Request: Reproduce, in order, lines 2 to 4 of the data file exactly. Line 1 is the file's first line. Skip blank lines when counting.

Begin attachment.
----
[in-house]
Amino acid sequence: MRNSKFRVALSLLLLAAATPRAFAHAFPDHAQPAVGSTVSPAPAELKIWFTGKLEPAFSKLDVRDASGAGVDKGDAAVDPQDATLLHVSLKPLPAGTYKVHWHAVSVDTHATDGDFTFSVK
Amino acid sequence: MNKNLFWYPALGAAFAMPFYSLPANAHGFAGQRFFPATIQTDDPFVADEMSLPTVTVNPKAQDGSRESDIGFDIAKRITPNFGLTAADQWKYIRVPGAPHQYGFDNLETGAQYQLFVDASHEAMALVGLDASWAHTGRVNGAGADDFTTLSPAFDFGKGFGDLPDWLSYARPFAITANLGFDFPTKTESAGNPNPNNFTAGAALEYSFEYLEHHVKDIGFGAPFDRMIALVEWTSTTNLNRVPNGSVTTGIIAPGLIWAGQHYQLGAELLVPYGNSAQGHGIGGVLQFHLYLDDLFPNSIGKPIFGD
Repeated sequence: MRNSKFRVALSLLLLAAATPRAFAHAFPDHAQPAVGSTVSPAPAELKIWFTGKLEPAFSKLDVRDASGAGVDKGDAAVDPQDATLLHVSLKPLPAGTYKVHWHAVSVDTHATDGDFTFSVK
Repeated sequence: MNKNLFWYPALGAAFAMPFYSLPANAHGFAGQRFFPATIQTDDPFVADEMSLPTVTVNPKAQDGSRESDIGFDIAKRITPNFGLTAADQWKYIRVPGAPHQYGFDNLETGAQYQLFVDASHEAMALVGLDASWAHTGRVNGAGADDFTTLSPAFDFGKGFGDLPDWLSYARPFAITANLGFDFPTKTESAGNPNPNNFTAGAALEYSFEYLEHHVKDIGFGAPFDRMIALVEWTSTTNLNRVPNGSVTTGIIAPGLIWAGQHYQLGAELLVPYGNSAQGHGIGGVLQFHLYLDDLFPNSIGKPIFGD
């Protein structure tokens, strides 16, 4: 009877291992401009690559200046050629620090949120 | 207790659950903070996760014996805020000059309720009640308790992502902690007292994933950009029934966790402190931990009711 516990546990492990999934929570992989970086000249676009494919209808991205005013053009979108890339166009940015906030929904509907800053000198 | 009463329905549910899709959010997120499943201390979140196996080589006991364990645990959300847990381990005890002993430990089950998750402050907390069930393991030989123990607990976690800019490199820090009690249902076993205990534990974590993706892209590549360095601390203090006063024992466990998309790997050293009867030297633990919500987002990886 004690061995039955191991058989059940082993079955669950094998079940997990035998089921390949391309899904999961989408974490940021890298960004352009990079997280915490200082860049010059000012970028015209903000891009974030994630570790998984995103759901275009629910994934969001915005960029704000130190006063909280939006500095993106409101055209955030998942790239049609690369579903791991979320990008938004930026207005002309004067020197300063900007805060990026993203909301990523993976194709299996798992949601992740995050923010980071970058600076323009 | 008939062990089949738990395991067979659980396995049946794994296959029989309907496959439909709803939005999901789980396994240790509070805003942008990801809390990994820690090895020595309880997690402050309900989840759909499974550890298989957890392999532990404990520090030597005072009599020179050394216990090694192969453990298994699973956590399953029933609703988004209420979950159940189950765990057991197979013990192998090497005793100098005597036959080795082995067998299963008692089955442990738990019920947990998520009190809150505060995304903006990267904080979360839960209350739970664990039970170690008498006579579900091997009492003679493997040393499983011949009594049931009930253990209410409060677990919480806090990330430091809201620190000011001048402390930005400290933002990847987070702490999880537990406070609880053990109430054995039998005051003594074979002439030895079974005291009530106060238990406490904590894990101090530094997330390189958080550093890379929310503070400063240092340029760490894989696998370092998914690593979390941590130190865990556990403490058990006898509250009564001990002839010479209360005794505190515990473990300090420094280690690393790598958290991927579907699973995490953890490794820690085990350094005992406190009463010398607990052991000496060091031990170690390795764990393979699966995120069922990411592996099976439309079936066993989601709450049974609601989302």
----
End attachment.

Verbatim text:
Amino acid sequence: MRNSKFRVALSLLLLAAATPRAFAHAFPDHAQPAVGSTVSPAPAELKIWFTGKLEPAFSKLDVRDASGAGVDKGDAAVDPQDATLLHVSLKPLPAGTYKVHWHAVSVDTHATDGDFTFSVK
Amino acid sequence: MNKNLFWYPALGAAFAMPFYSLPANAHGFAGQRFFPATIQTDDPFVADEMSLPTVTVNPKAQDGSRESDIGFDIAKRITPNFGLTAADQWKYIRVPGAPHQYGFDNLETGAQYQLFVDASHEAMALVGLDASWAHTGRVNGAGADDFTTLSPAFDFGKGFGDLPDWLSYARPFAITANLGFDFPTKTESAGNPNPNNFTAGAALEYSFEYLEHHVKDIGFGAPFDRMIALVEWTSTTNLNRVPNGSVTTGIIAPGLIWAGQHYQLGAELLVPYGNSAQGHGIGGVLQFHLYLDDLFPNSIGKPIFGD
Repeated sequence: MRNSKFRVALSLLLLAAATPRAFAHAFPDHAQPAVGSTVSPAPAELKIWFTGKLEPAFSKLDVRDASGAGVDKGDAAVDPQDATLLHVSLKPLPAGTYKVHWHAVSVDTHATDGDFTFSVK